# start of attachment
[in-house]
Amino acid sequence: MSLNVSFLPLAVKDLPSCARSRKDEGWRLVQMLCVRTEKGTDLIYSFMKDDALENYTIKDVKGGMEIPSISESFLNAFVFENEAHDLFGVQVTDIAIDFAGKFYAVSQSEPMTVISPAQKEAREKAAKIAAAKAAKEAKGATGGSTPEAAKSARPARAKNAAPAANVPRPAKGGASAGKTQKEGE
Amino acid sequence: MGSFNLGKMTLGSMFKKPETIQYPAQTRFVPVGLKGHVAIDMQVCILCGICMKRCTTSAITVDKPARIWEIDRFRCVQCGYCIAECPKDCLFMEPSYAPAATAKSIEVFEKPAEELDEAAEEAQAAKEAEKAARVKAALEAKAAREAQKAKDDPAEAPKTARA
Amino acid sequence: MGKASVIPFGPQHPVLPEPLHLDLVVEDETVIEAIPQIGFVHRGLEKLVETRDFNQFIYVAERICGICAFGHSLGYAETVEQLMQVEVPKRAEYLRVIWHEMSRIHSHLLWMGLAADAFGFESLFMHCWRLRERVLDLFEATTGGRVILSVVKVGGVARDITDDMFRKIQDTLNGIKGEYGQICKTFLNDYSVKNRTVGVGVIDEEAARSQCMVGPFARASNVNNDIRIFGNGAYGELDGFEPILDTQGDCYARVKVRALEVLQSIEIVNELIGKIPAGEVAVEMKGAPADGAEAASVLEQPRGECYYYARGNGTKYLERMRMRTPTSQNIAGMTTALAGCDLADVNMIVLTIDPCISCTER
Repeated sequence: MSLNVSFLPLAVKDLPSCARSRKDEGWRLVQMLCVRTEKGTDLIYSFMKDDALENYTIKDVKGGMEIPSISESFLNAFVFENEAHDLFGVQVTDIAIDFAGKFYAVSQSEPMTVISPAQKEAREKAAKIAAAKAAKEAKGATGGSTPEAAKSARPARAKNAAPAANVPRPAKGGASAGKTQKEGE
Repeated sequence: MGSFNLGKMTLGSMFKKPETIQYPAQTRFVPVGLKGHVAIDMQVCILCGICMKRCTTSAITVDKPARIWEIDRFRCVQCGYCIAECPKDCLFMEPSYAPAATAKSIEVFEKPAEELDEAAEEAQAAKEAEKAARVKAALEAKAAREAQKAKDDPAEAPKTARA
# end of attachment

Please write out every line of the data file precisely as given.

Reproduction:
[in-house]
Amino acid sequence: MSLNVSFLPLAVKDLPSCARSRKDEGWRLVQMLCVRTEKGTDLIYSFMKDDALENYTIKDVKGGMEIPSISESFLNAFVFENEAHDLFGVQVTDIAIDFAGKFYAVSQSEPMTVISPAQKEAREKAAKIAAAKAAKEAKGATGGSTPEAAKSARPARAKNAAPAANVPRPAKGGASAGKTQKEGE
Amino acid sequence: MGSFNLGKMTLGSMFKKPETIQYPAQTRFVPVGLKGHVAIDMQVCILCGICMKRCTTSAITVDKPARIWEIDRFRCVQCGYCIAECPKDCLFMEPSYAPAATAKSIEVFEKPAEELDEAAEEAQAAKEAEKAARVKAALEAKAAREAQKAKDDPAEAPKTARA
Amino acid sequence: MGKASVIPFGPQHPVLPEPLHLDLVVEDETVIEAIPQIGFVHRGLEKLVETRDFNQFIYVAERICGICAFGHSLGYAETVEQLMQVEVPKRAEYLRVIWHEMSRIHSHLLWMGLAADAFGFESLFMHCWRLRERVLDLFEATTGGRVILSVVKVGGVARDITDDMFRKIQDTLNGIKGEYGQICKTFLNDYSVKNRTVGVGVIDEEAARSQCMVGPFARASNVNNDIRIFGNGAYGELDGFEPILDTQGDCYARVKVRALEVLQSIEIVNELIGKIPAGEVAVEMKGAPADGAEAASVLEQPRGECYYYARGNGTKYLERMRMRTPTSQNIAGMTTALAGCDLADVNMIVLTIDPCISCTER
Repeated sequence: MSLNVSFLPLAVKDLPSCARSRKDEGWRLVQMLCVRTEKGTDLIYSFMKDDALENYTIKDVKGGMEIPSISESFLNAFVFENEAHDLFGVQVTDIAIDFAGKFYAVSQSEPMTVISPAQKEAREKAAKIAAAKAAKEAKGATGGSTPEAAKSARPARAKNAAPAANVPRPAKGGASAGKTQKEGE
Repeated sequence: MGSFNLGKMTLGSMFKKPETIQYPAQTRFVPVGLKGHVAIDMQVCILCGICMKRCTTSAITVDKPARIWEIDRFRCVQCGYCIAECPKDCLFMEPSYAPAATAKSIEVFEKPAEELDEAAEEAQAAKEAEKAARVKAALEAKAAREAQKAKDDPAEAPKTARA